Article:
Windows Thin PC

Recently I was logging into the MS VLSC and I noticed a MAK for Windows Thin PC. So naturally I wondered what this was and took a closer look. Windows Thin PC was put on general release on 1 July (five days ago) and it is essentially Windows Embedded Standard (2010) (i.e. Windows 7 SP1 embedded edition) made available to SA customers (which includes all NZ schools that are signed to the MOE Microsoft agreements). The installation onto my old home PC, which is six years old and pretty limited these days (for example it can’t run 64 bit), was as easy as it gets. You will need the minimum specs that have been around since Vista, the most important is 512 MB of RAM installed.
Although MS recommends a WDDM driver (i.e. Vista compatible), as is the case with Windows 7 generally, the drivers that come with it do a pretty good job with a lot of hardware. The motherboard in this case being an old Intel D915GAG – one of those infamous “Vista Ready” motherboards that didn’t have a native Vista driver and therefore can’t do Aero. For this type of application that doesn’t matter. However this MS driver doesn’t support widescreen resolutions so ensure your displays have the 4:3 aspect ratio or just put up with a slightly fuzzy picture. Drivers were installed by Windows for the other devices and everything works as expected.
Windows Thin PC on closer inspection turns out to be similar to other thin client editions of Windows I have used, with limited features and functionality. However the considerable advantage is that Microsoft supports it, so you aren’t limited to the functionality or support level of an OEM. I got my fingers burned when I bought a HP thin client box that had support for RD Gateway which I thought would let me log straight in from home on it. Only to discover that some of the components needed weren’t installed and HP didn’t make them available so that was a waste of time/money.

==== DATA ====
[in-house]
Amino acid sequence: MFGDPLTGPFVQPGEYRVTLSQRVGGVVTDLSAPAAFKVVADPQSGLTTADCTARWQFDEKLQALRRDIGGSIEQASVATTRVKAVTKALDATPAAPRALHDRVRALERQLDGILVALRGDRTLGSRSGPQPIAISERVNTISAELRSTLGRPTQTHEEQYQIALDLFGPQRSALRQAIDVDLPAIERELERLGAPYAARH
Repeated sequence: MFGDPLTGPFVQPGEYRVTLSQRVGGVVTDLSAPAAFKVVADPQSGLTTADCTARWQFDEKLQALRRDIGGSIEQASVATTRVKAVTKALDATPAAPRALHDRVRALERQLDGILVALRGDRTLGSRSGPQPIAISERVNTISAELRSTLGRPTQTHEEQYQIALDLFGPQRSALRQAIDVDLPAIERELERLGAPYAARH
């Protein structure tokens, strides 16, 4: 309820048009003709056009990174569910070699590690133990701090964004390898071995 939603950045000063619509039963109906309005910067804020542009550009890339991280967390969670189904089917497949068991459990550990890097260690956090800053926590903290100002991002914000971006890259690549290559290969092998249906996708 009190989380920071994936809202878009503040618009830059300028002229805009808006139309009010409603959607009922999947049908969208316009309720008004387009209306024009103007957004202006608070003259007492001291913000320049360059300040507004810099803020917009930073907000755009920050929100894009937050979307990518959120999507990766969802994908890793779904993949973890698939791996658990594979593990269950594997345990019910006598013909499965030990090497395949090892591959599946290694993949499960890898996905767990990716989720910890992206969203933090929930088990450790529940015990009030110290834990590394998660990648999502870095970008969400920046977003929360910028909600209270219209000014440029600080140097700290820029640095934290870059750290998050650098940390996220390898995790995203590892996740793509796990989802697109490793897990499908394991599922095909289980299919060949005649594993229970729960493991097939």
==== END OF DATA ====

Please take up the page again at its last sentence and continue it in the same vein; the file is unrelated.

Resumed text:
The main application I could see us using Thin PC for is a Remote Desktop client. I assume that all our Thin PC machines will be domain joined and have an automatic logon to a shared account. The desktop will be completely locked down and the only allowed application will be the Remote Desktop client which will automatically load and come up. The user is then logging in remotely using their own username and password, to a Remote Desktop server, which gives them the desktop they are normally using. We have done testing with Remote Desktop configurations with student accounts and also with hardware thin clients so it is a pretty standard lite computer configuration used in lots of educational settings.
Well, as it happened, the Remote Desktop experience was pretty much what I expected. It fully supports the functionality of RD Gateway and the like, and I have now got this Thin PC at home that I can log in to the school’s network on, although this is mainly just for demo purposes as my regular home PC can also do this of course. Thin PC is the replacement for Windows Fundamentals for Legacy PCs, which was based on XP Embedded rather than Windows 7 Embedded. WFLP is quite old having come out five years ago. It will be interesting to see if imaging can be used with WTP, although I doubt this is really necessary because the default installation does the job and nothing needs to be installed on it.